David Bourget (Western Ontario)
David Chalmers (ANU, NYU)
Rafael De Clercq
Ezio Di Nucci
Jack Alan Reynolds
Learn more about PhilPapers
Philosophical Studies 103 (3):253 - 270 (2001)
Approximately thirty years ago, Barbara H. Partee tried to think of counterexamples to David Lewis’s observation that no intransitive verbs appeared to have intensional subject positions. She came up with such verbs as ‘rise,’ ‘change,’ and ‘increase.’ Lewis agreed that they were indeed counterexamples to his observation. He mentioned it to Richard Montague, who incorporated these verbs into his now famous grammatical theory for English.
|Keywords||Philosophy Philosophy Epistemology Logic Philosophy of Mind Philosophy of Religion|
|Categories||categorize this paper)|
Setup an account with your affiliations in order to access resources via your University's proxy server
Configure custom proxy (use this if your affiliation does not provide a proxy)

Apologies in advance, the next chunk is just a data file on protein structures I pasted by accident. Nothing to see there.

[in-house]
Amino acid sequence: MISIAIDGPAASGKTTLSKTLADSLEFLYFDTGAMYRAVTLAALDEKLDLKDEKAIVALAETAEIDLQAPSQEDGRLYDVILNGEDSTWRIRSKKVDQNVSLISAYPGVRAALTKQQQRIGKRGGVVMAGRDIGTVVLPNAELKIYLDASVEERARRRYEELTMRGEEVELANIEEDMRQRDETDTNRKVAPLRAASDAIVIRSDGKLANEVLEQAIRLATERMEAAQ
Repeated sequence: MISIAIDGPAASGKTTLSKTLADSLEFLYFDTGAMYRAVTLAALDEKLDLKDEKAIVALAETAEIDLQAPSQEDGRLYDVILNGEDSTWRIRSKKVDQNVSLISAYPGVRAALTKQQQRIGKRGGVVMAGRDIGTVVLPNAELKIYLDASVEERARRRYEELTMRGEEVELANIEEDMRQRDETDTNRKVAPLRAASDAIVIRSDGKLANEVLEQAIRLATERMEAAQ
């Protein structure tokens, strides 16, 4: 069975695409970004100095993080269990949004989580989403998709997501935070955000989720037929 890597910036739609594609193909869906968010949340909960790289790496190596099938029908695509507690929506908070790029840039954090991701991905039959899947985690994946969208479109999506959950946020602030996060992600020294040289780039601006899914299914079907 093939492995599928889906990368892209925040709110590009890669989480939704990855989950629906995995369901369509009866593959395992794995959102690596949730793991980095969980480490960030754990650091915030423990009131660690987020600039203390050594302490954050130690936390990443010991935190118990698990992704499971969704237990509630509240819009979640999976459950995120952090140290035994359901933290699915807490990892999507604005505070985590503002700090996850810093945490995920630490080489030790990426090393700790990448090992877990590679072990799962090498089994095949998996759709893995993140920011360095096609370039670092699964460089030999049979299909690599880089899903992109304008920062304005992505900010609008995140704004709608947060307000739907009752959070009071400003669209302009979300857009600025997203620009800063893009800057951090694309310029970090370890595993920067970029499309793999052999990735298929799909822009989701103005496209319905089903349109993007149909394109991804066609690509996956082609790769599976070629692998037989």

|Through your library|
References found in this work BETA
No references found.
Citations of this work BETA
Mahrad Almotahari (2014). Metalinguistic Negation and Metaphysical Affirmation. Philosophical Studies 167 (3):497-517.
Similar books and articles
Paul Egré (2008). Question-Embedding and Factivity. Grazer Philosophische Studien 77 (1):85-125.
Thomas Ede Zimmermann (1993). On the Proper Treatment of Opacity in Certain Verbs. Natural Language Semantics 2 (1):149-179.
Graeme Forbes (2010). Intensional Verbs in Event Semantics. Synthese 176 (2):227 - 242.
Steven Pinker (1987). Productivity and Constraints in the Acquisition of the Passive. Cognition 26 (3):195-267.
Barry Taylor (1977). Tense and Continuity. Linguistics and Philosophy 1 (2):199 - 220.
Nicholas Denyer (1999). Names, Verbs and Quantification Again. Philosophy 74 (3):439-440.
Added to index2009-01-28
Total downloads31 ( #112,109 of 1,780,890 )
Recent downloads (6 months)3 ( #166,218 of 1,780,890 )
How can I increase my downloads?